“The process and the districts are deeply flawed. There were no public meetings, no hearings, no feedback, the new maps were rolled out at the last minute and passed immediately,” Robinson said. “That’s not good for democracy. We should take this process of redistricting as an opportunity for civil engagement rather than as a power grab.”
“These maps were drawn behind closed doors with no public input to silence the voices of hundreds of thousands of Kentuckians,” said KDP Chair Colmon Elridge. “We are joining residents who are disenfranchised by these gerrymandered districts to stop this partisan power grab. These maps intentionally slice up cities and counties, reduce the number of women serving in the House and dilute the voices of minority communities.”
Gov. Andy Beshear vetoed the redistricting maps for the U.S. House and Kentucky House of Representatives on Wednesday, highlighting the Kentucky House map “is an unconstitutional gerrymander that prevents some communities from having their voice heard in Frankfort” and the congressional map done in secret “is not designed to provide fair representation to the people of Kentucky.”
Republican lawmakers, sticking with their maps drawn behind closed doors that have even drawn the ire of the very few groups they said they allegedly consulted with, immediately overrode the vetoes today.
The Kentucky Democratic Party, Chair Graham and Jill Robinson, Mary Lynn Collins, Katima Smith-Willis and Joseph Smith, Franklin County citizens concerned about their community being spliced and combined in a snaking congressional district that stretches through half the state, immediately filed the lawsuit in Franklin County to have the maps declared unconstitutional and invalid.
The lawsuit claims the maps violate sections 1, 2, 3, and 6 of the Kentucky Constitution by “arbitrarily denying the citizens of the Commonwealth the rights to a free and equal election, free expression, and free association” and the Republicans violated Section 33 of the Kentucky Constitution “by excessively and unnecessarily splitting counties into multiple districts without legitimate purpose, and impermissibly attaching portions of split counties to others more times than is necessary to achieve districts of roughly equal size….The maps’ excessive partisan gerrymandering and county splitting violate numerous provisions of Kentucky’s constitution.”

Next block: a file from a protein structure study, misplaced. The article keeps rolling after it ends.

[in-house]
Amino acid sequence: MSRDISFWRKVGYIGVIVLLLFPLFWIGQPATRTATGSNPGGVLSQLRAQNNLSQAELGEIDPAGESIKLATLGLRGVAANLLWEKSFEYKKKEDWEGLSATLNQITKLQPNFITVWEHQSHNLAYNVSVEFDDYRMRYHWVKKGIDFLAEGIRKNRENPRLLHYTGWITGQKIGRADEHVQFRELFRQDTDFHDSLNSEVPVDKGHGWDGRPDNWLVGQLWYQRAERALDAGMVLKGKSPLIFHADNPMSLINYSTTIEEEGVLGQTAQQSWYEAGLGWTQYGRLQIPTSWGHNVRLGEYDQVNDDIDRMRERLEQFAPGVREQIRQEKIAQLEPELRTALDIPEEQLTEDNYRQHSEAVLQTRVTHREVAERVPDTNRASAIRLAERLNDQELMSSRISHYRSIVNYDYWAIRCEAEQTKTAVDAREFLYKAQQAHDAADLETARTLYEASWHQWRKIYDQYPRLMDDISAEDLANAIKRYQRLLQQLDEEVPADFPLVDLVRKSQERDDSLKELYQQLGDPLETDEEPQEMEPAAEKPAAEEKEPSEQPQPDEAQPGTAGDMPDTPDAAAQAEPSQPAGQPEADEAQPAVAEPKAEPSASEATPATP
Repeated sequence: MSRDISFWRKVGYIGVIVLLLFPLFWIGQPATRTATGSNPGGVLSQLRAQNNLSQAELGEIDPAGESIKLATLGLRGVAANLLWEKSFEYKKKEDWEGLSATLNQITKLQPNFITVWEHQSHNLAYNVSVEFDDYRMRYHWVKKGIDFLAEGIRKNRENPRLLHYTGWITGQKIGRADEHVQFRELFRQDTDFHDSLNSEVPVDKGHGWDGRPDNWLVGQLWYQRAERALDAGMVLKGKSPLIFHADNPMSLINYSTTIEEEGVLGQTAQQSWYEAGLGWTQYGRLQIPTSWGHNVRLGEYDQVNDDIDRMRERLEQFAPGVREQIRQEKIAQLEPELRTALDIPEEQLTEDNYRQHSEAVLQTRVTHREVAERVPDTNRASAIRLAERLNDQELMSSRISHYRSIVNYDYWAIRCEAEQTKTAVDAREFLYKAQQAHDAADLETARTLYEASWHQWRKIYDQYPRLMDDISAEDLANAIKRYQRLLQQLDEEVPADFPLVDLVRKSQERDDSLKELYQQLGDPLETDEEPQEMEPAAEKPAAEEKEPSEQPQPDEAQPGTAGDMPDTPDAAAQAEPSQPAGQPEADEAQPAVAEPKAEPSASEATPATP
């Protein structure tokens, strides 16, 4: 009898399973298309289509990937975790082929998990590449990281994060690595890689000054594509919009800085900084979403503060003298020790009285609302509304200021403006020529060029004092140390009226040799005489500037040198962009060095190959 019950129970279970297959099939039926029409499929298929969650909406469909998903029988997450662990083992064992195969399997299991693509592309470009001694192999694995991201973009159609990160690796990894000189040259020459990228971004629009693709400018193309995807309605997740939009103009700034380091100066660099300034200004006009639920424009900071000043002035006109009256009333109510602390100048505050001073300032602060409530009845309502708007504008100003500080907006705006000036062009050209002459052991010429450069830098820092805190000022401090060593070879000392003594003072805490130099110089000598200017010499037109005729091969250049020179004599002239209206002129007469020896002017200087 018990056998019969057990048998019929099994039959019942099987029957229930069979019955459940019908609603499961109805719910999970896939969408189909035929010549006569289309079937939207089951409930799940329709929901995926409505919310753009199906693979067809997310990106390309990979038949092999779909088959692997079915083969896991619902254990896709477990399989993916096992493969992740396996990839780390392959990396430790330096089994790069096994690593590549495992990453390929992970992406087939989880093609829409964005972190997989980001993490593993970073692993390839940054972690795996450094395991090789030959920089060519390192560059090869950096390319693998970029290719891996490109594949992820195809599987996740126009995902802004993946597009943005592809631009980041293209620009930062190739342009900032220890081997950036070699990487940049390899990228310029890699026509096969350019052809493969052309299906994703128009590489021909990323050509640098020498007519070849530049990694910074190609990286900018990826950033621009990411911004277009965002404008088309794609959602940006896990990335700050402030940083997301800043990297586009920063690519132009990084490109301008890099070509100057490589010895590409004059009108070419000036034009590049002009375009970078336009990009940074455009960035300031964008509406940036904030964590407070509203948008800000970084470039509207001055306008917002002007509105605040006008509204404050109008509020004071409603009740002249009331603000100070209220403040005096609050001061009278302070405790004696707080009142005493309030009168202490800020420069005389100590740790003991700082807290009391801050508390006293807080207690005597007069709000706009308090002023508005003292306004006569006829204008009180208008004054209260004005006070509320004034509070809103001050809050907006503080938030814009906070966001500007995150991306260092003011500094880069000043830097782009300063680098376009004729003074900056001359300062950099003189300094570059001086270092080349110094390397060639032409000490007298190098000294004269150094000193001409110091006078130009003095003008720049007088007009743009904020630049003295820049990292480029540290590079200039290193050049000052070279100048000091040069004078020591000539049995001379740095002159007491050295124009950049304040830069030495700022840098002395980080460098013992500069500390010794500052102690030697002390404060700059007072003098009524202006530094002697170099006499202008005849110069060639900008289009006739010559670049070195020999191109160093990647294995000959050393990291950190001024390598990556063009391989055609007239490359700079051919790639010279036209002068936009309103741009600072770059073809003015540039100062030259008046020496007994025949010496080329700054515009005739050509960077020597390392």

Among other things, examples listed in the lawsuit include:
Absurd Congressional District 1 – “District 1 is patently irregular, snaking all the way from the westernmost tip of the state up to Franklin County. To illustrate the geographical absurdity of District 1: if one chose to drive the full length of District 1, staying entirely within District 1, it would require driving approximately 370 miles and would take approximately 6 hours and 45 minutes. Even driving from Franklin to Fulton County traveling through the 2nd district would require almost 4 hours and 30 minutes.”
The lawsuit alleges Republicans drew the district so Congressman Jamie Comer would actually finally live in the Western Kentucky district he has represented for years.
Excessive Splitting — “The counties which are excessively split by HB 2 are Fayette (8 splits instead of 7 required), Boone (5 splits instead of 3 required), Hardin (4 splits instead of 2-3 required), Campbell (2 splits instead of 1 required), Madison (3 splits instead of 2 required), Bullitt (2 splits instead of 1 required), Christian (2 splits instead of 1 required), McCracken (3 splits instead of 1-2 required), Oldham (2 splits instead of 1 required), Pulaski (4 splits instead of 1 required), Laurel (5 splits instead of 1-3 required), Pike (3 splits instead of 1 required), and Jessamine (3 splits instead of 1 required). A range of required splits is provided for some counties because changes to the district splits in one county have a spillover effect into other counties.”
The groups filing the suit say they are optimistic based on challenges in other states.
“Kentucky’s constitution guarantees citizens the right to ‘free and equal’ elections, which requires elections be free from excessive partisan gerrymanders designed to silence the votes of those not in the majority party—including non-partisan voters. The Pennsylvania Supreme Court, citing a provision that the Kentucky ‘free and equal’ elections clause is based upon, agreed and just last week, Ohio’s Supreme Court held that its constitution prohibits partisan gerrymandering,” the groups said.